Whatever is not produced by a cause (say they) is produced by chance, which it is absurd to suppose any thing to be. But whatever is produced by a cause, is the necessary effect of that cause which produces it. Therefore every thing that is produced is a necessary effect. From which it follows (continue they) that whatever is effected or produced in our mind, is a necessary effect: not only our ideas and affections, but our volitions, for these begin to be, or are produced, and must have a cause, and are therefore necessary effects of their cause.
This is their capital argument,a upon which I beg leave to make the few following remarks.
I. If by the maxim, whatever is produced must have a cause, be meant, that whatever is produced must have an external producer, it is the maxim of those who plead for an infinite series of external causes, and assert, that the production of all things which exist may be accounted for by that supposition.
It would be invidious to imagine that to be their meaning, since they own the existence of one supreme cause of all beings. But if that be not the meaning of the maxim, it can be no injury to their argument against liberty or free-agency to change it thus.
Whatever is produced must have a producer, but whatever is produced is the necessary effect of its producing cause; therefore whatever is produced within or without a mind, is a necessary effect.
II. Now when the argument is thus stated, it is plain, that to say whatever is produced is the necessary effect of its producing cause, is begging the conclusion it is brought to prove, if by necessary effect be meant the opposite to free production: and if by necessity<204> be meant any thing else, the argument concludes nothing at all. If by necessity be meant a production which is not free, their argument, in other words, stands thus, whatever is produced must have a producer: but nothing that is produced is a free production; or, in other words, whatever is produced is quite the contrary or opposite to free production. Therefore, nothing produced within or without a mind is a free production, but is a necessary effect in a sense destructive of free production, or free agency. And who does not see that this is to beg what is to be proved, viz. That there is no free agency, no free production? That to reason thus is to beg the question about our free-agency is plain; for if it proves any thing, it proves that the volitions of the divine mind are not free actions, exertions, or productions of its activity. And yet they are either free actions; or motives, i.e. judgments must have a physical productive power (which none will assert) for they have no external producer. They therefore who reason thus, can bring forth no conclusion from their reasoning, till they have shewed what none of them have yet attempted to do, that free production or action is a contradiction: for sure it is not sufficient to prove it to be so, merely to assert, that whatever is produced must be necessary; while in reality, for all they say about it in their definitions,a that assertion amounts to no more than to say, whatever is produced must be unfree, which is plainly begging the question.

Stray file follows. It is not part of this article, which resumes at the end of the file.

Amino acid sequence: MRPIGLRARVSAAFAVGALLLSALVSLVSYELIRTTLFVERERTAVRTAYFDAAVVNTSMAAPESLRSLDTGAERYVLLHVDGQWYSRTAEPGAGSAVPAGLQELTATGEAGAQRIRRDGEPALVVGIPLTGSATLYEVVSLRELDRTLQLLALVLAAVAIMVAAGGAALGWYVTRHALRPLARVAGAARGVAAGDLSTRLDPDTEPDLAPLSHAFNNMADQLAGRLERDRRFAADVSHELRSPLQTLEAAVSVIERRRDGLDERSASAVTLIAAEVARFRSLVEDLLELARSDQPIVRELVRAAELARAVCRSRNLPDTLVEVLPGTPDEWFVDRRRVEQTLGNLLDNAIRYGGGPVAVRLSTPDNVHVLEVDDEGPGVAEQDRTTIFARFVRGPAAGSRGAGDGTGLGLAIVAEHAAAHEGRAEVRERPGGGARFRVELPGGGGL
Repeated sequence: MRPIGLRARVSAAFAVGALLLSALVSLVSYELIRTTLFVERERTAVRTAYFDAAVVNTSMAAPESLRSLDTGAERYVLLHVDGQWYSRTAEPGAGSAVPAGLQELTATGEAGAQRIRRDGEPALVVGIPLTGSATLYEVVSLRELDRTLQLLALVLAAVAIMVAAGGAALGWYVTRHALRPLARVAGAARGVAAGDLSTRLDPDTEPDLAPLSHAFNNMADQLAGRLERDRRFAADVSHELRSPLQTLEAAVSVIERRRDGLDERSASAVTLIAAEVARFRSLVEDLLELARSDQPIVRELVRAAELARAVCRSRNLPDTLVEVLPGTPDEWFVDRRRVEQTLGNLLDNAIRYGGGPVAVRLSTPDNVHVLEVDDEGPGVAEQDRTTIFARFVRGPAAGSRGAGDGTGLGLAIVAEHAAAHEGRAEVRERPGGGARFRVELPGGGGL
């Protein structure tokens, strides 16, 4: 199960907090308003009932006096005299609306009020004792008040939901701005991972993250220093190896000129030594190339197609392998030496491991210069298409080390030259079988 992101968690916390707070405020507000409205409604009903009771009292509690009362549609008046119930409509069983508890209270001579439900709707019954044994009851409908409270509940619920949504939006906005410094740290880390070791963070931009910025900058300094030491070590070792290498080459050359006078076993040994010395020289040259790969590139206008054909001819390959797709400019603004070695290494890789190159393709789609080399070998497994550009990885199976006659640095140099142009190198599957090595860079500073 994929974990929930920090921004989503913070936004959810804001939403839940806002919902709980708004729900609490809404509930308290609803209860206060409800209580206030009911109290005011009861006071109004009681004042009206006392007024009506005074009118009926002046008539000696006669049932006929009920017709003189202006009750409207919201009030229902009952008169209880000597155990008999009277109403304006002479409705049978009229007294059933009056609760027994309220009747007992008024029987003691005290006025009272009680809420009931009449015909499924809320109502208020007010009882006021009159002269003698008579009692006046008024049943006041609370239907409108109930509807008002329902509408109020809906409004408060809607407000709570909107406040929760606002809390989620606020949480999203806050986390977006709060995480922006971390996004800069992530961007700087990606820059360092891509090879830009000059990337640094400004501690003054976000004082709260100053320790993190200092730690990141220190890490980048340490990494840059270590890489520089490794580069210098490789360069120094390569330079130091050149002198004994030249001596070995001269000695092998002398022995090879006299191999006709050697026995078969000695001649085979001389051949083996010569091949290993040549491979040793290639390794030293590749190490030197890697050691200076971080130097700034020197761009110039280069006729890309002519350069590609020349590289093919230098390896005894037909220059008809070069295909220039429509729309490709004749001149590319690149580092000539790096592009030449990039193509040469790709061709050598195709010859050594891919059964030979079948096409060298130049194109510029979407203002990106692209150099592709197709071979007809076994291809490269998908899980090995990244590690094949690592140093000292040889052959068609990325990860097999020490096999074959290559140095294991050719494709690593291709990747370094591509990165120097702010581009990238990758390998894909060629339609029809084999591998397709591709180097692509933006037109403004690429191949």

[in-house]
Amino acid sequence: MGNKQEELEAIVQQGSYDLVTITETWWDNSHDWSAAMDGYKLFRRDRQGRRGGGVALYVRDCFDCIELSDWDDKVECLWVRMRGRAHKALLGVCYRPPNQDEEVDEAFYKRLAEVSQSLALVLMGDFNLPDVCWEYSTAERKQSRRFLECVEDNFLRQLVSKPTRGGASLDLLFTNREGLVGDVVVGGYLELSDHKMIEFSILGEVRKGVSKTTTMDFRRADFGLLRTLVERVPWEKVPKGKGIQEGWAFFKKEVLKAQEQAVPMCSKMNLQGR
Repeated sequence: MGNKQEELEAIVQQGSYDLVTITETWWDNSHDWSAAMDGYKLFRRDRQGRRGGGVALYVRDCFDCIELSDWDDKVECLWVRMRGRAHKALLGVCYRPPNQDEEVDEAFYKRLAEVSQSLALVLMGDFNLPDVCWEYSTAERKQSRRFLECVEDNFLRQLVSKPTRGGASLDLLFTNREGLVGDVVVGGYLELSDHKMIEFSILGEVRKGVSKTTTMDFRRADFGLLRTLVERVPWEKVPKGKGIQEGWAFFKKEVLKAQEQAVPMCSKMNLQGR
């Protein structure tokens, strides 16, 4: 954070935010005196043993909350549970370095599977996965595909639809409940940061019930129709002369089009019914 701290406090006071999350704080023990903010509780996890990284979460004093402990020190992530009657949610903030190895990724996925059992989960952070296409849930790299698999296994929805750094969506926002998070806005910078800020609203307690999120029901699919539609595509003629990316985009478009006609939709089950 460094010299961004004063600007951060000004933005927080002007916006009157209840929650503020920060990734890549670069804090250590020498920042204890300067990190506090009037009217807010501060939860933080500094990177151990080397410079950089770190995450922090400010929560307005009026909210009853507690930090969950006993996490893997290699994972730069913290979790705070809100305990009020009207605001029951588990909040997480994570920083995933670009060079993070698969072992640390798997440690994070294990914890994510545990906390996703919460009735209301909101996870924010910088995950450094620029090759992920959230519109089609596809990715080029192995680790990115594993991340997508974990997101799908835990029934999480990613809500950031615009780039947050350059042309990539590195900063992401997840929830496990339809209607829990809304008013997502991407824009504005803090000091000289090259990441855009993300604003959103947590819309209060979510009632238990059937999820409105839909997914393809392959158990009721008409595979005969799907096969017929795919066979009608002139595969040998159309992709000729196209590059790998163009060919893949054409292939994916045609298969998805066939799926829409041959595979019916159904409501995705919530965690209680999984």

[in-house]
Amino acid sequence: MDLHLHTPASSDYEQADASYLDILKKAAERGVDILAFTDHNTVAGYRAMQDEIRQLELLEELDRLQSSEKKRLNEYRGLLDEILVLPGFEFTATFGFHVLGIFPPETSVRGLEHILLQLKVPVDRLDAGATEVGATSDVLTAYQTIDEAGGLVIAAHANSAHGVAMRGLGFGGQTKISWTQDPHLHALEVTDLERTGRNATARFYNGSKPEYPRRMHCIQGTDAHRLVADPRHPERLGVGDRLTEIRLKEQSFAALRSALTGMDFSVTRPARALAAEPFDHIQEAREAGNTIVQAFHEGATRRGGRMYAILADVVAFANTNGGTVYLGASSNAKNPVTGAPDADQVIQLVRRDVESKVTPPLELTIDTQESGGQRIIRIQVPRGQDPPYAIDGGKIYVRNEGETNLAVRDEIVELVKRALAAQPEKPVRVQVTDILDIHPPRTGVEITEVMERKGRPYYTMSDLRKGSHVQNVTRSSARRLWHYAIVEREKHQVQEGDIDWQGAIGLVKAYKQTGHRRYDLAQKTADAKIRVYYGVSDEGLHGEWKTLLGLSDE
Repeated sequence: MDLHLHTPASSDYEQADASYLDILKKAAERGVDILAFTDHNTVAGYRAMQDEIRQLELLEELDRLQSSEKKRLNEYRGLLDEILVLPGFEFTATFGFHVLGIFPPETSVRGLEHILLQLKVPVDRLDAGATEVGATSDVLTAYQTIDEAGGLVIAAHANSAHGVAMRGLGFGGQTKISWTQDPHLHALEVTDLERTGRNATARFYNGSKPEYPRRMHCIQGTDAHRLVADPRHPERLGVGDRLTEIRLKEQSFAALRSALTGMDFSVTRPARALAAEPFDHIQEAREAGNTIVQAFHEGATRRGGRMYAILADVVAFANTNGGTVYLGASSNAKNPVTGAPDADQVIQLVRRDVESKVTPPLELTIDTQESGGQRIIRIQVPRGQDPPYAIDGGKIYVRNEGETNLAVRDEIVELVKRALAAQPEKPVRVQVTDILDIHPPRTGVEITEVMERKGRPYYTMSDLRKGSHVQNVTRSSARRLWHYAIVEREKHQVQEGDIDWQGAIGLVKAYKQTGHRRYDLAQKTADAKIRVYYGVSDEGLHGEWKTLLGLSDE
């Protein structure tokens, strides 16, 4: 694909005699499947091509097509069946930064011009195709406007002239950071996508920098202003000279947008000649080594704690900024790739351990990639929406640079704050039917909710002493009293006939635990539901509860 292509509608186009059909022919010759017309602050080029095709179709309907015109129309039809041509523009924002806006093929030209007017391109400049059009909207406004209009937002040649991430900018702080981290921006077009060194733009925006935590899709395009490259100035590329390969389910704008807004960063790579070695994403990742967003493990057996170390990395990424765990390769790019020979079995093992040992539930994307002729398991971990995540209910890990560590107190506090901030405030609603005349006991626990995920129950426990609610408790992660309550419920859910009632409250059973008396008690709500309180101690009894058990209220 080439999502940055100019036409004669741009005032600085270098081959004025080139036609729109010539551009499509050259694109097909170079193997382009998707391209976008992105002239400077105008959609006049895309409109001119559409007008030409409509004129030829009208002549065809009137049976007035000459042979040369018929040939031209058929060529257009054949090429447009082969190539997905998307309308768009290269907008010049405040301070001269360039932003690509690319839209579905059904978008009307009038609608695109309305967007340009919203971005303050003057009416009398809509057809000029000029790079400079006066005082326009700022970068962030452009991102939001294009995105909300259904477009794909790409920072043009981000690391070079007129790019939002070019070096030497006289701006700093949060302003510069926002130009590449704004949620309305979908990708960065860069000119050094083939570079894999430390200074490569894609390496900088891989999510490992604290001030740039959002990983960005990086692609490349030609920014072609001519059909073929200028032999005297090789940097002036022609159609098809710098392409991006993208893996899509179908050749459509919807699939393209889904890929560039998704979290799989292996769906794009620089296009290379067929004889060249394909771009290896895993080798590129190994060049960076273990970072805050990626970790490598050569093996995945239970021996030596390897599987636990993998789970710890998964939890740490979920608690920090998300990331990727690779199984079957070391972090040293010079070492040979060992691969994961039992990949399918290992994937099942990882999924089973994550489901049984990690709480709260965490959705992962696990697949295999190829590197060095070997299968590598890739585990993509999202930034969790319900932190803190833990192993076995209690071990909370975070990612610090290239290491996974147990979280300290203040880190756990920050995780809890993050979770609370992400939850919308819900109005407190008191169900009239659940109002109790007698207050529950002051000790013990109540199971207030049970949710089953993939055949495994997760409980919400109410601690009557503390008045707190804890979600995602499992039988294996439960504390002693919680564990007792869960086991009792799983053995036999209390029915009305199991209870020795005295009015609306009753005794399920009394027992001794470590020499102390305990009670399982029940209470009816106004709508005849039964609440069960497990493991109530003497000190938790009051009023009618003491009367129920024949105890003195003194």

III. But if by necessity they mean any thing else but what is expressed by the words unfree or not free, what is it they mean? Surely, they cannot merely mean by it power sufficient to produce its production; for then their argument would be a mere paralogism, amounting to this, whatever is produced, is produced by a sufficient producer. But whatever is<205> produced, is produced by sufficient power to produce it; therefore, whatever is produced within or without a mind, is produced by sufficient power to produce it; of which nobody will say any thing, but that it is an idle unmeaning repetition of the same proposition three times. And if by necessity they mean power between the exertion of which to produce something, and the actual production of that something, there is such a connexion as cannot but take place; or to suppose which not to take place, is a contradiction. That there must be somewhere in nature such power, will be readily granted; for were there not in nature some such power, all power would be derived from nothing. But doth it follow from that single consideration that no exertions of power are free? Does it follow that the exertions of creating power are not free? Or does it follow that by such power minds may not be produced, which though productions by their volitions be effected in consequence of a connexion established between them and their volitions by the power which created them, and gave them their sphere of derived power or dominion; yet their volitions are the free actions of their own minds, in consequence of their having had conferred upon them by their author the active power, will, the only faculty or power that can be called active, and a power which cannot be active or called so without being at the same time free, and called so; free and active being really but synonymous words? To prove that something else must be advanced besides, that there is and must be necessity some where in nature, meaning by necessity, underived power, between the productions of which, and its exertions to produce them, there is a necessary connexion, or a connexion, the non-existence of which is a contradiction. For that it does not follow from that single consideration will be plain, when taking necessity in the meaning above defined, the argument is stated thus.<206>